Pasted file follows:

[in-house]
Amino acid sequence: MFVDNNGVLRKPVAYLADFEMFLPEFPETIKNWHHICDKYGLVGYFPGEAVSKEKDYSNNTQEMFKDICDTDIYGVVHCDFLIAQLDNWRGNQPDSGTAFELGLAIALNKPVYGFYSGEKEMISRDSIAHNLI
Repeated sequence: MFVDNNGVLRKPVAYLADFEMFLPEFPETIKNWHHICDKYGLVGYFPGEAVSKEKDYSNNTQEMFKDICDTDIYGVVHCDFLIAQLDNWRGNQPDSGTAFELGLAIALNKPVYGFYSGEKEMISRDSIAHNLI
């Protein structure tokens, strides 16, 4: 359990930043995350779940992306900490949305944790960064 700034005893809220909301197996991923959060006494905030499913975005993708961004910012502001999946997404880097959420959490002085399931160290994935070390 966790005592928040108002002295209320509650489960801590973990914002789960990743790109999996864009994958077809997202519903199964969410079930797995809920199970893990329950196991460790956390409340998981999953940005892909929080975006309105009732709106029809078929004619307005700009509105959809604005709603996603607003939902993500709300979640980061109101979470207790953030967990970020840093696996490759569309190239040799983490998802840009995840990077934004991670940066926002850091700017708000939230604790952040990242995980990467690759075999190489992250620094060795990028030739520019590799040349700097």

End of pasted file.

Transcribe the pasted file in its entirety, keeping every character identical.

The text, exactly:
[in-house]
Amino acid sequence: MFVDNNGVLRKPVAYLADFEMFLPEFPETIKNWHHICDKYGLVGYFPGEAVSKEKDYSNNTQEMFKDICDTDIYGVVHCDFLIAQLDNWRGNQPDSGTAFELGLAIALNKPVYGFYSGEKEMISRDSIAHNLI
Repeated sequence: MFVDNNGVLRKPVAYLADFEMFLPEFPETIKNWHHICDKYGLVGYFPGEAVSKEKDYSNNTQEMFKDICDTDIYGVVHCDFLIAQLDNWRGNQPDSGTAFELGLAIALNKPVYGFYSGEKEMISRDSIAHNLI
């Protein structure tokens, strides 16, 4: 359990930043995350779940992306900490949305944790960064 700034005893809220909301197996991923959060006494905030499913975005993708961004910012502001999946997404880097959420959490002085399931160290994935070390 966790005592928040108002002295209320509650489960801590973990914002789960990743790109999996864009994958077809997202519903199964969410079930797995809920199970893990329950196991460790956390409340998981999953940005892909929080975006309105009732709106029809078929004619307005700009509105959809604005709603996603607003939902993500709300979640980061109101979470207790953030967990970020840093696996490759569309190239040799983490998802840009995840990077934004991670940066926002850091700017708000939230604790952040990242995980990467690759075999190489992250620094060795990028030739520019590799040349700097």